PEORIA, Ill. (WMBD) – The District of Peoria Park held a small ceremony Wednesday to thank all of the donors who have made possible a new stump carving project at the Newman Golf Course.

The sculpture symbolizes efforts to clear trees on the course, in what Emily Cahill, Park District Executive Director, said was a defining moment in Park District golf.

“Over the past four or five years, we’ve cut down a lot of trees. We had the emerald ash borer issue,” Cahill said. “It changes the landscape of our courts.”

The emerald ash borer is a beetle that feeds on ash trees, killing thousands of trees on golf courses.

“All of these trees that we’ve lost to disease and sometimes extreme weather have changed the way our courses run,” Cahill said.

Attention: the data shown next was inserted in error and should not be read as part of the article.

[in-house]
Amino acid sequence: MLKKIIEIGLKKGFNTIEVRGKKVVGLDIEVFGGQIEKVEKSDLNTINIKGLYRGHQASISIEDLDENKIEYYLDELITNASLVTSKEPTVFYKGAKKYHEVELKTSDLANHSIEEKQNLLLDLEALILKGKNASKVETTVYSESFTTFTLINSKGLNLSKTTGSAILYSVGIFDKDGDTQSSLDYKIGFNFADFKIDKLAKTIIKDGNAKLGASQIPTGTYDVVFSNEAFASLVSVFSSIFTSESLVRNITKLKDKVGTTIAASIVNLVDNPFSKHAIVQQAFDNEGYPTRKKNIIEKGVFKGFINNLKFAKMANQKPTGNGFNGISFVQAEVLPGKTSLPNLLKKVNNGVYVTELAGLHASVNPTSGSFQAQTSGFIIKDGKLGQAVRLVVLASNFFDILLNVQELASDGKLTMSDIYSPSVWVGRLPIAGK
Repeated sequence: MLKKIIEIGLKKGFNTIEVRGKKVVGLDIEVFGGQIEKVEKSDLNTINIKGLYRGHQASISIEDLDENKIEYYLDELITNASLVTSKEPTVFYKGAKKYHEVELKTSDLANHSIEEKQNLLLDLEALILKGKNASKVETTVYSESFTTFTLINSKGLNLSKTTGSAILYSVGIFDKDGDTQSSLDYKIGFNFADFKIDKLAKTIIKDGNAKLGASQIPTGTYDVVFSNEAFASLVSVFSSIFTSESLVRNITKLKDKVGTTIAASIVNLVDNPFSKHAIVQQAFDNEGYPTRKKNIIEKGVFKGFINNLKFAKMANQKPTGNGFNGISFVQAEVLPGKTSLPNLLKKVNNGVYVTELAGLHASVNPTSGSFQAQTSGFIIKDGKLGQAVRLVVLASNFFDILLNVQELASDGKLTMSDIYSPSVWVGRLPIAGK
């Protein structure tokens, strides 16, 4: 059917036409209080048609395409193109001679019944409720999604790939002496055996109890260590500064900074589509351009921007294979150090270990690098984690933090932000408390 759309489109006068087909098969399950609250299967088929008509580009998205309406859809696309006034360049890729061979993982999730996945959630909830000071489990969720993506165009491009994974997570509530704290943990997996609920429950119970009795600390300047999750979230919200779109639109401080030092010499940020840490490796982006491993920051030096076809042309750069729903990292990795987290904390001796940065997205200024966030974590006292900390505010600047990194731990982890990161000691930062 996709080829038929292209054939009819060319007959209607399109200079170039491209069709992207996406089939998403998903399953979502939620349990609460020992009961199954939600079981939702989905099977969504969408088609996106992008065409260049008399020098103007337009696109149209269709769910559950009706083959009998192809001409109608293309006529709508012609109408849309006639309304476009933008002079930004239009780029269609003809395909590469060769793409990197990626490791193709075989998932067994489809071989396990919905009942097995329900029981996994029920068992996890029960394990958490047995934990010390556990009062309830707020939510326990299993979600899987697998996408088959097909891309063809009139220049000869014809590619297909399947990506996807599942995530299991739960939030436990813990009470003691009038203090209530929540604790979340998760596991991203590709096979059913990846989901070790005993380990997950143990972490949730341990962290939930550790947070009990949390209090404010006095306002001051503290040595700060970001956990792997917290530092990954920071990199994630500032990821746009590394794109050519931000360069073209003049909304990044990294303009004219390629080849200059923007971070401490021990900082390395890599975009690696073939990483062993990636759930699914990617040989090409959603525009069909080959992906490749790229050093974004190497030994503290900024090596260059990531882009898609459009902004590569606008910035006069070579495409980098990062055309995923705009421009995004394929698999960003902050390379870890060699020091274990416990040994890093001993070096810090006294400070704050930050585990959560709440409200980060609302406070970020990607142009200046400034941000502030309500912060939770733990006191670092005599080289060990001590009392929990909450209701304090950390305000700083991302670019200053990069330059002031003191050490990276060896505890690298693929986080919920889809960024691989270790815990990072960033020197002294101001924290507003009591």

Cahill said a golf advisory committee wanted to commemorate the experience of redesigning a course.

“A lot of golfers hit a lot of trees with a lot of golf balls, and so most people have a story,” she said. “It’s part of their experience and making memories with the park district.”

A tree near the entrance to the Newman gold course was dead and reduced to a stump. Cahill said the committee saw it as an opportunity. They hired a local artist and wood carver, Tim Gill, to turn the stump into a memorial sculpture.

Stump carving is his specialty, according to Gill’s website. All the carving was done with a chainsaw. Gill flattened the stump vertically, then carved the PPD logo and “Est. 1894″ in the tree.

The project was not cheap, so many donors supported the efforts. Wednesday’s ceremony gave Park District leaders an opportunity to say thank you.